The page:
SOPA and PIPA: It's Not Over

March 17, 2012
SOPA and PIPA: It's not over. What to expect next and what to do about it.

Although the Stop Online Privacy Act (SOPA) and the Protect IP Act (PIPA) appear to be dying quiet deaths in Congress, the movement to "protect intellectual property on the Internet" and the attendant, sometimes draconian, proposals to do so linger on. Accordingly, now is a good time to look briefly at what these bills were intended to accomplish, their serious repercussions if passed, and why the Internet community should actively monitor proposed legislative and other alternatives that are already in use or making their way through the legislative process.

SOPA and PIPA were supported primarily by the owners of intellectual property content such as content producers and copyright owners. These bills hung their hats, in part, on the ethically significant issue of counterfeiting, particularly of prescription drugs. But in reality, the issue was piracy and money. According to a February 2011 report by Frontier Economics, digital piracy costs the global economy $75 billion annually and G20 economies have lost 2.5 million jobs to counterfeiting and piracy.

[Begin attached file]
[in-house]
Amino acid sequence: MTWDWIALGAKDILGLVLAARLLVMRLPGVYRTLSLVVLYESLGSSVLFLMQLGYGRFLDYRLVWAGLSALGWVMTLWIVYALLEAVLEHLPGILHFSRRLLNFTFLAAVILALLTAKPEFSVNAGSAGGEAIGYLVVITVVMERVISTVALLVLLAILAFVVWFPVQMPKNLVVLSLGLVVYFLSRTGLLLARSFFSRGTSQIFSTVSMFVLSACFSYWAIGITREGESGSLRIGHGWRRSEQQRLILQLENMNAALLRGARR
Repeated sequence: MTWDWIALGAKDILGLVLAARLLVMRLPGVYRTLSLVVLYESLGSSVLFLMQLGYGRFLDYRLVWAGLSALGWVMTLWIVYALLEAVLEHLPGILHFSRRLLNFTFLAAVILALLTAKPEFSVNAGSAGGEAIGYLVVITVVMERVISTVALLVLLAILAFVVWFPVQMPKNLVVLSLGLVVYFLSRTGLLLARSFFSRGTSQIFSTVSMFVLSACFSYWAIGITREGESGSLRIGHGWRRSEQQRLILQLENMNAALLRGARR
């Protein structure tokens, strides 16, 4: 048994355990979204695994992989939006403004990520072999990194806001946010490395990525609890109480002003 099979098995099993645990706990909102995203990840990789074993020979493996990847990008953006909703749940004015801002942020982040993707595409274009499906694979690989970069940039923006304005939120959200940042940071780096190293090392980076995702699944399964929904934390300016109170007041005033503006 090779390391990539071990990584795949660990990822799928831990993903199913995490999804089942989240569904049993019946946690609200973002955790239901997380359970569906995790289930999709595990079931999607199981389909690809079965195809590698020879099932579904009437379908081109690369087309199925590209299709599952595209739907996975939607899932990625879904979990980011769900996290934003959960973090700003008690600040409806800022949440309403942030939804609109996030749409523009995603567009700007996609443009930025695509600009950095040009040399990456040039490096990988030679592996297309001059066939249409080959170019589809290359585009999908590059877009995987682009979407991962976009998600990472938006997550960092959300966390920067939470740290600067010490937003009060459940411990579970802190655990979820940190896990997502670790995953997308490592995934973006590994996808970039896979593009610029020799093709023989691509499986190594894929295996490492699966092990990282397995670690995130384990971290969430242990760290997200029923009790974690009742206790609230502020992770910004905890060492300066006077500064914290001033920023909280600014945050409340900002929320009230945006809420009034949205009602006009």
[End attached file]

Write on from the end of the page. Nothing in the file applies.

Despite dogma to the contrary, the majority of opponents of this type of legislation are not in favor of piracy and counterfeiting. Rather, they legitimately worry that such legislation and measures like them are tantamount to "wiretapping the Internet." Opponents include major Internet service providers (ISPs) and civil liberty groups.

Simply put, SOPA and PIPA would have subjected ISPs to the jurisdiction of the U.S. Attorney General. Although the bills purport to target only "foreign" sites, Harvard University professor and Constitutional law scholar Laurence Tribe recently stated that the definitions in SOPA "are not in fact limited to foreign sites or to sites engaged in egregious piracy. SOPA will lead to the silencing of a vast swath of fully protected speech." For example, these bills could severely limit the functionality and efficacy of social media sites such as Facebook, Twitter and YouTube.